Goals and Descriptions
We strive to make Math and Science learning really, really fun!
The research activities of the UBC EGEMS research team focus on
the human-computer interaction issues associated with learning in
an electronic game environment. Specific topics include:
engage learners (9-14) in conscious reflective exploration of
is studying which game formats (e.g. fast-action, simulations,
puzzles, etc.) can be used to carry math and science educational
content most effectively in terms of attractiveness to students
and conductiveness of learning.
increase achievement, confidence, and enjoyment in math and other
subjects (and in using computers).
refers to create appropriate reward system and embellishments
of the games to motivate students to learn.
support a range of learning style preferences (gender issues).
and girls learn in different manners. In many cases, our studies
show that girls often progress more meticulously than boys
in playing games. This does not imply that girls learn slower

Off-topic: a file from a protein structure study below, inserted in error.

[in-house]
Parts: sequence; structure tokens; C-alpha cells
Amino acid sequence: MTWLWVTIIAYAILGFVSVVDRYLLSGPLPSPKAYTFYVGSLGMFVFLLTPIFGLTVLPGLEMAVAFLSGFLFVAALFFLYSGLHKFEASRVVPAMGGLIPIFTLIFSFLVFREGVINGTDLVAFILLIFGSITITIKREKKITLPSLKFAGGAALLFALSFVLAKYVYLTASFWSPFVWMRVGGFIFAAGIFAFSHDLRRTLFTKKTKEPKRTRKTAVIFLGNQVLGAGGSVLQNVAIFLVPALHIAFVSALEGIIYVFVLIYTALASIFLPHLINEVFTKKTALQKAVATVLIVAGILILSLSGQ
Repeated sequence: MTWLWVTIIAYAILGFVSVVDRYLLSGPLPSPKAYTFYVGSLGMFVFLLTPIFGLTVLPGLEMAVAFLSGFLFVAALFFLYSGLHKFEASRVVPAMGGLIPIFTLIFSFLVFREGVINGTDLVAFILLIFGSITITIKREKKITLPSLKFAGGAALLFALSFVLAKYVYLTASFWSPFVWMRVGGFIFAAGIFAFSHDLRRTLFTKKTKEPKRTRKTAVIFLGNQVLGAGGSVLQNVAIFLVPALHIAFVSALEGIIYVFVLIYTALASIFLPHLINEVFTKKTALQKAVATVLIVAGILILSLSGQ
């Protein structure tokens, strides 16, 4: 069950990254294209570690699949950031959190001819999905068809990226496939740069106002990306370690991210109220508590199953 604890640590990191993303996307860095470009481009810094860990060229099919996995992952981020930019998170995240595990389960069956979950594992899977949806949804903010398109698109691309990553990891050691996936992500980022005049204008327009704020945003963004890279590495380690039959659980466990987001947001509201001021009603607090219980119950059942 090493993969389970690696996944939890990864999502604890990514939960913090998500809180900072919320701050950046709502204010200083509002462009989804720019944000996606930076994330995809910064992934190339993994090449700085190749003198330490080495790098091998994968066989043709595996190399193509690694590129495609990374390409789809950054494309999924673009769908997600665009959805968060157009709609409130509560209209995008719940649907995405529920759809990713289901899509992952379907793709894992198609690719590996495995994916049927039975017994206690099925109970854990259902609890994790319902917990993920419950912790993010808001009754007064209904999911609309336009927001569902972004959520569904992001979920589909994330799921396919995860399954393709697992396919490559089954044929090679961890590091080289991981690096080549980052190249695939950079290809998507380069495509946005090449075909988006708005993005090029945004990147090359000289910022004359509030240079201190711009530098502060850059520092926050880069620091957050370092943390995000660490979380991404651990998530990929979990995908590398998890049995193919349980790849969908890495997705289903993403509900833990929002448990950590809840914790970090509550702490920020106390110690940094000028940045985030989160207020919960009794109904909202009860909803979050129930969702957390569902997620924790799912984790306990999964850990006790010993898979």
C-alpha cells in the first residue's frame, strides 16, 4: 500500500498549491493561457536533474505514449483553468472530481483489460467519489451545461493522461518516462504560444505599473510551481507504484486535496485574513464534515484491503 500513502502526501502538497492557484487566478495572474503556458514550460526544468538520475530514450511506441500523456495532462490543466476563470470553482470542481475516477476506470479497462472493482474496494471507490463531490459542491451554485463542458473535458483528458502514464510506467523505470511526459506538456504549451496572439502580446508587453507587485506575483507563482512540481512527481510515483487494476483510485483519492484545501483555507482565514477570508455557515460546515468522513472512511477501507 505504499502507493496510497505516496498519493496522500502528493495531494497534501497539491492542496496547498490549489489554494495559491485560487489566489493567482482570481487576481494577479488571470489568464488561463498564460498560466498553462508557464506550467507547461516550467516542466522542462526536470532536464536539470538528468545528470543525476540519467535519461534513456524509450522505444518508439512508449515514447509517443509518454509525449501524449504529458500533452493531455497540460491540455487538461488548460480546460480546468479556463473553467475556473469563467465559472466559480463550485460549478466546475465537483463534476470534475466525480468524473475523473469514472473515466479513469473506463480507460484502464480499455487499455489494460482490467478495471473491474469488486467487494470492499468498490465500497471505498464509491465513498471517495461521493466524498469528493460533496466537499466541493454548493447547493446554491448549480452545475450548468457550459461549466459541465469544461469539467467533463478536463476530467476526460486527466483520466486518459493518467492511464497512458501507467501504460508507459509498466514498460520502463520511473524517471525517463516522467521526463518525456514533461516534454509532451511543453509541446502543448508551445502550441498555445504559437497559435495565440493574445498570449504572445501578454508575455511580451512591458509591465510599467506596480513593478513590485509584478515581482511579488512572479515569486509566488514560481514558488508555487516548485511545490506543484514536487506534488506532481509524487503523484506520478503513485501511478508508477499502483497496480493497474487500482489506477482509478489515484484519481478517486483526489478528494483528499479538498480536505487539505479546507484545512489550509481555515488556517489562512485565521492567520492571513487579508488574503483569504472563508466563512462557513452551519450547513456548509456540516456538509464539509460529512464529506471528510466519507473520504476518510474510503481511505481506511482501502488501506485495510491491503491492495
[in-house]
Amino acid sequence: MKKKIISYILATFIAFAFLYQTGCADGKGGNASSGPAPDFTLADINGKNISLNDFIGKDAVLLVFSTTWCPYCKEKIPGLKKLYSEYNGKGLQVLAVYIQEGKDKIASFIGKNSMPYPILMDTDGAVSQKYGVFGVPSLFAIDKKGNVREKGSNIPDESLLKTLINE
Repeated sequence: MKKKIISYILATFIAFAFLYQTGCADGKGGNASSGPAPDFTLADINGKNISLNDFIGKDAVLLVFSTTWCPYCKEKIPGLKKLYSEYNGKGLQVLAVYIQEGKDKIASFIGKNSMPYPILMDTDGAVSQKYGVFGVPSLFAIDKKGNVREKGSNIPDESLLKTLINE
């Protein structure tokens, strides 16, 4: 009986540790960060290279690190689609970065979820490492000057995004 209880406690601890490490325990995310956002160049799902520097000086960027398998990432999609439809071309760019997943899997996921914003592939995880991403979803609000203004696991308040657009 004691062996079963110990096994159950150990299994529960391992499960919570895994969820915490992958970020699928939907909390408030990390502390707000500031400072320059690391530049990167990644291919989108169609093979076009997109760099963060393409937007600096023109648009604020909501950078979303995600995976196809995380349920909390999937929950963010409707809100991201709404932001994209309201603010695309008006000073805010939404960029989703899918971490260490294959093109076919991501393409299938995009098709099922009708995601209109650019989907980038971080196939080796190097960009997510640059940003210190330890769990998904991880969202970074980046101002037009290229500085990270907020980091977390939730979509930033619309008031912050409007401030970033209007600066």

or less than boys at a given time, but that girls seems to
be engaged in other exploring activities while boys tends
to march through the levels in the game; and we want our games
to be supportive of both.
programs do not stand alone: they are integrated with other forms
of education (teacher, textbook, etc.)
games don't contain all there is to know about certain topics;
thus they are best to be used in conjunction with other teaching
materials such as textbooks etc.. We are studying how to integrate
electronic game learning with more traditional classroom learning
environments and this covers research in the effect of collaborative
play and the role of mediation by teachers.
EGEMS research is currently supported by funding from:
Province of BC
and Graphics Interdisciplinary Centre (MAGIC)
Natural Sciences and Engineering Research Council of Canada (NSERC)